With these and other advantages and features of the invention that will become hereinafter apparent, the nature of the invention may be more clearly understood by reference to the following detailed description of the invention, the appended claims and to the several drawings attached herein.
FIG. 1 is a block diagram of a network that transports private line traffic over an ATM link according to an embodiment of the present invention.
FIG. 2 is a flow diagram of a method for transporting private line traffic over an ATM network according to an embodiment of the present invention.
FIG. 3 is a flow diagram of a method for providing overload control when transporting private line traffic over an ATM network according to an embodiment of the present invention.
The present invention is directed to a method and apparatus for transporting private line traffic over an ATM network. Referring now in detail to the drawings wherein like parts are designated by like reference numerals throughout, there is illustrated in FIG. 1 a block diagram of a network that transports private line traffic over an ATM link according to an embodiment of the present invention. A first communication device 100 transports information over a private line circuit 110, such as a T1 circuit, and a number of T1 circuits 110 are received at an AAL2 multiplexing unit 200. Although an embodiment of the present invention is illustrated using T1 circuits 110, it will be appreciated that other types of circuits, such as international E1 circuits, may be used instead.
The first communication device 100 may receive, for example, asynchronous data 5 which is translated into TDM frames 10 for transport over the T1 circuit 110. The first communication device 100 may insert an idle frame, or filler bytes, into the TDM stream when there is no data to place in a TDM frame. As a result, a number of TDM frames 10, including frames with data (shown with a D) and frames completely without data (shown cross-hatched), are transported.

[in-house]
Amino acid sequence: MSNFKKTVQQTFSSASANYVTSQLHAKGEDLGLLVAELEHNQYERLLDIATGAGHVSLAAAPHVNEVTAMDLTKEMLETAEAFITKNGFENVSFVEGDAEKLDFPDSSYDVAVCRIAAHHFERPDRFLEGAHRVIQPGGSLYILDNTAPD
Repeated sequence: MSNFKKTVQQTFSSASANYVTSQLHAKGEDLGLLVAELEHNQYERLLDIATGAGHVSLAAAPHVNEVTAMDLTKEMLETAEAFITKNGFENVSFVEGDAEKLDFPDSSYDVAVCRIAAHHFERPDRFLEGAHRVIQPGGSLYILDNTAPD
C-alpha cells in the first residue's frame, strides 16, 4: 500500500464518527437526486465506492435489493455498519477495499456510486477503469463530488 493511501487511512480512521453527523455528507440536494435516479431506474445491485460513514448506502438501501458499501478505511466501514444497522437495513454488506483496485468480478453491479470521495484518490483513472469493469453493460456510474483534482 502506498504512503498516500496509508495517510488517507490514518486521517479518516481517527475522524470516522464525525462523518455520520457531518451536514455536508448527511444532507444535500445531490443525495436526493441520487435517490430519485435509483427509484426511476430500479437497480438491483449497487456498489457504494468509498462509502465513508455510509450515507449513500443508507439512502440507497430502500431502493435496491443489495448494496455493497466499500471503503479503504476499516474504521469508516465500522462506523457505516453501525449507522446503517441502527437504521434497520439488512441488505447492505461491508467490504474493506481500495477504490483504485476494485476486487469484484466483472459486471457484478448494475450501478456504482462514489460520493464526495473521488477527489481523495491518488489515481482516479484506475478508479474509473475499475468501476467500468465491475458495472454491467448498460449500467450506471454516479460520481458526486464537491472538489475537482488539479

The T1 circuits 110 are combined at the AAL2 multiplexing unit 200 to create a single rt-VBR virtual circuit 210. As before, SCR, PCR and MBS values for each rt-VBR virtual circuit 210 can be selected such that each virtual circuit 210 can use any bandwidth available at the ATM network pipe 310. That is, the SCR, PCR and MBS values can be made large enough so that cells are rarely discarded for violating these parameters. The parameters may be set once to very large, or even maximum, values and may not need to be re-determined as the system changes, simplifying the provisioning process. A similar approach for voice traffic is described in U.S. Provisional Patent Application 60/114,378 entitled “Method and Apparatus for Transporting TDM Voice Traffic Over an ATM Network” (attorney docket numbers 2685/113404 and CHOUDHURY 4-4).